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Album review: Oasis – Don’t Believe The Truth

Review Snapshot: Sixth studio album from Manchester uber-deities. With the score for the brothers Gallagher tentatively weighted at two albums ‘for’ and three ‘against’, a band motto “we didn’t have the songs” is losing credibility. Under attack, our heroes retreat to the studio living on borrowed time. Will Father Time catch up with them forever? Well, in short, no. Slightly muted and (shock horror!) acoustic fireworks ensue?

The Cluas Verdict: 7 out of 10.

There comes a time in every career by which an act can really be measured: the point at which they either evolve or don’t. Take those bastallions of rock and/or roll, The Rolling Stones Incorporated, who have managed to remain credible purely by remaining creative and – well, let’s face it – releasing music that doesn’t quite sound like Ye Olde Rolling Stones. Throw in at the other end: James Brown, the man who at Live8 exposed himself as merely a caricature of himself. While the brothers Gallagher have long been, in a sense, caricatures of the rest of Madchester, Oasis have slipped into Brown territory. And they deserve better for soundtracking the 90s.

Oasis of 2005 are a different outfit to that which gave us the Greatest Hits (usually referred to as (What’s The Story?) Morning Glory). Gone are Paul McGuigan on bass and Paul ‘Bonehead’ Arthurs on rhythm guitar; indeed, gone are both drummers that featured on the album, Tony McCarroll and Alan White. Modern Oasis is comprised of the Gallagher foundations but has the comparatively lavish rhythm section of Andy Bell (“not the Erasure one”) and Gem Archer who fits so well that Noel even gives him some guitar solos. Oasis no longer employ a full-time drummer; Zak Starkey, son of Ringo, takes up most of the duties this time round.

But – and this is the funny bit – Oasis have hit something here. As the album kicks off with ‘Turn Up The Sun’ you know that there’s been a shift in dynamic. The intro/outro teases you into believing that Oasis have mutated into Travis. ‘Mucky Fingers’ which follows is Noel’s first vocal contribution where he sings for singing’s sake and (shock!) enjoys it.

Lead single ‘Lyla’ is deceptively catchy and is, in that sense, a fitting natural evolution to the “Morning Glory era, but is added to purely by the knowledge after two albums and two spare tracks, Oasis have found form again. Then comes ‘Love Like A Bomb’, the first of Liam Gallagher’s three compositions, and itself also an evolution of sorts – the track sounds like the mellowed out older brother of his previous pinnacle ‘Songbird'; then follows second single ‘The Importance Of Being Idle’, an ode to the joys of not wanting to do anything and being happy with it. Semi-autobiographical? Tongue-in-cheek? Maybe.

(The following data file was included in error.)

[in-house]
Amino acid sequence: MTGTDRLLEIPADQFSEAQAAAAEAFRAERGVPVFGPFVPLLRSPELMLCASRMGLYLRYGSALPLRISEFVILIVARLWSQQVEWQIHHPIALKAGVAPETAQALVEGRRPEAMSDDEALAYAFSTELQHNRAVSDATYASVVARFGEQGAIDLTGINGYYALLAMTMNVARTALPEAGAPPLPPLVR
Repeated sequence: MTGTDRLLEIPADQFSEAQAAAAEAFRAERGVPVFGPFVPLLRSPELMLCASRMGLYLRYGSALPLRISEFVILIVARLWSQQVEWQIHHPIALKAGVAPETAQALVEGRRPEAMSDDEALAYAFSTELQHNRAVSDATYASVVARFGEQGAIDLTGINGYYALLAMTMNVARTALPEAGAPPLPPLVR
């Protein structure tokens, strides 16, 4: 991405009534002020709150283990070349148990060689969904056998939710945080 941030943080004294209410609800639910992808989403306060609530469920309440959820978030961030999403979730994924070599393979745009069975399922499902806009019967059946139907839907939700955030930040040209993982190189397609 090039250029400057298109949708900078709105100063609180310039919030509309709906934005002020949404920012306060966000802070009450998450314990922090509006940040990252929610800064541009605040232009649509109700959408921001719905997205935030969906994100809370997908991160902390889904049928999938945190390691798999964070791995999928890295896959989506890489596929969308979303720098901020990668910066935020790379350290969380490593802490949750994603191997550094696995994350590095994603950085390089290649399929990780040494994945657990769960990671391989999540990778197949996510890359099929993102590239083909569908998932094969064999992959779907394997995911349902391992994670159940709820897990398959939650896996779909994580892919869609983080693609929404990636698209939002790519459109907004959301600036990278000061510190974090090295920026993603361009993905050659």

The album, however, is stolen by two tracks, the first of which is ‘Guess God Thinks I’m Abel’. Liam casts himself as the younger of the biblical siblings but forgets and forgives, realising that his ghost has nobody else to hang out with. “I could be wrong, but what am I to do?” It’s Liam’s most intimate revelation – so much so that the rest of the band are largely devoid of contribution until the last ten seconds.

The second is piano-led ‘Let There Be Love’, Noel mirroring this mellowing and delivers what is effectively a sequel to ‘Stop Crying Your Heart Out’. It’s the first time since Acquiesce that both brothers sing and whether it’s the desired effect or not, you’re left thinking that the decade of (public) animosity and the lingering memories of tours falling apart are just about gone. It’s destined to soundtrack a memorably weepy TV moment but the song deserves – nay, needs – cataloguing somewhere in the public conscience. It has taken Noel most of Oasis’ life to write but benefits from this fermenting as it weighs with a dozen years’ emotion.

So it seems that finally the perennial excuse that Oasis “didn’t have the songs” (” 1998 – 2005) has finally, then, been exorcised. Andy Bell notably improves with the superb ‘Keep The Dream Alive’, and Gem Archer contributes old-fashioned growl with ‘A Bell Will Ring’, far better in studio than at Glastonbury. Oasis have, you sense, grown up, and tried – successfully, at last – not to be Oasis from ten years ago. And what do you know, it’s worked.

And thank Christ, because it would have been a real shame if they’d turned into a parody of the Oasis that you still like from 1994. Roll on the next album.